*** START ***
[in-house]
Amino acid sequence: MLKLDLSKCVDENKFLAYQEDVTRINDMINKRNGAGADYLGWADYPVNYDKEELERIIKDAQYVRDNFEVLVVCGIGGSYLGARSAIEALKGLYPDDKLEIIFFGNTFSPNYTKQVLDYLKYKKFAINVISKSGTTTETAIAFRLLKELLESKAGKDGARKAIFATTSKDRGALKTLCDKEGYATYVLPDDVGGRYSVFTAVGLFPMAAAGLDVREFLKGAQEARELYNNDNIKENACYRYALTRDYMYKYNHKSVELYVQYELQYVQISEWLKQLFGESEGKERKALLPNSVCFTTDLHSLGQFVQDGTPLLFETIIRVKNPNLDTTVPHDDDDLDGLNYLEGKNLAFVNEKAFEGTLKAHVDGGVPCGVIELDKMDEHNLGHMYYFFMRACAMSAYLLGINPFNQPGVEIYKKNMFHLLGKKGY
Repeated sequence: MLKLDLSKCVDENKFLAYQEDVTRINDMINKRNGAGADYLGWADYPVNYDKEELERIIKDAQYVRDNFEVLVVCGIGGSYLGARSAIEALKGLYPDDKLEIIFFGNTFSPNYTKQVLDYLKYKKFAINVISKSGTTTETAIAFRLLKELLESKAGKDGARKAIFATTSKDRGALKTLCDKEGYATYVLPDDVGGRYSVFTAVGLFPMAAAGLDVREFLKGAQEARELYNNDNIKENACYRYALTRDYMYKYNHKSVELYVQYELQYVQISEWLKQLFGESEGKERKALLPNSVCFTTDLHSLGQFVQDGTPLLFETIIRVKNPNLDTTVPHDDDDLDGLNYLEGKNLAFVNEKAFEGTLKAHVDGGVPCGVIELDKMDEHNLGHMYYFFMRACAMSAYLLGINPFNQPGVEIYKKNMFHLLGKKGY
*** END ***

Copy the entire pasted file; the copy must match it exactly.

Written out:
[in-house]
Amino acid sequence: MLKLDLSKCVDENKFLAYQEDVTRINDMINKRNGAGADYLGWADYPVNYDKEELERIIKDAQYVRDNFEVLVVCGIGGSYLGARSAIEALKGLYPDDKLEIIFFGNTFSPNYTKQVLDYLKYKKFAINVISKSGTTTETAIAFRLLKELLESKAGKDGARKAIFATTSKDRGALKTLCDKEGYATYVLPDDVGGRYSVFTAVGLFPMAAAGLDVREFLKGAQEARELYNNDNIKENACYRYALTRDYMYKYNHKSVELYVQYELQYVQISEWLKQLFGESEGKERKALLPNSVCFTTDLHSLGQFVQDGTPLLFETIIRVKNPNLDTTVPHDDDDLDGLNYLEGKNLAFVNEKAFEGTLKAHVDGGVPCGVIELDKMDEHNLGHMYYFFMRACAMSAYLLGINPFNQPGVEIYKKNMFHLLGKKGY
Repeated sequence: MLKLDLSKCVDENKFLAYQEDVTRINDMINKRNGAGADYLGWADYPVNYDKEELERIIKDAQYVRDNFEVLVVCGIGGSYLGARSAIEALKGLYPDDKLEIIFFGNTFSPNYTKQVLDYLKYKKFAINVISKSGTTTETAIAFRLLKELLESKAGKDGARKAIFATTSKDRGALKTLCDKEGYATYVLPDDVGGRYSVFTAVGLFPMAAAGLDVREFLKGAQEARELYNNDNIKENACYRYALTRDYMYKYNHKSVELYVQYELQYVQISEWLKQLFGESEGKERKALLPNSVCFTTDLHSLGQFVQDGTPLLFETIIRVKNPNLDTTVPHDDDDLDGLNYLEGKNLAFVNEKAFEGTLKAHVDGGVPCGVIELDKMDEHNLGHMYYFFMRACAMSAYLLGINPFNQPGVEIYKKNMFHLLGKKGY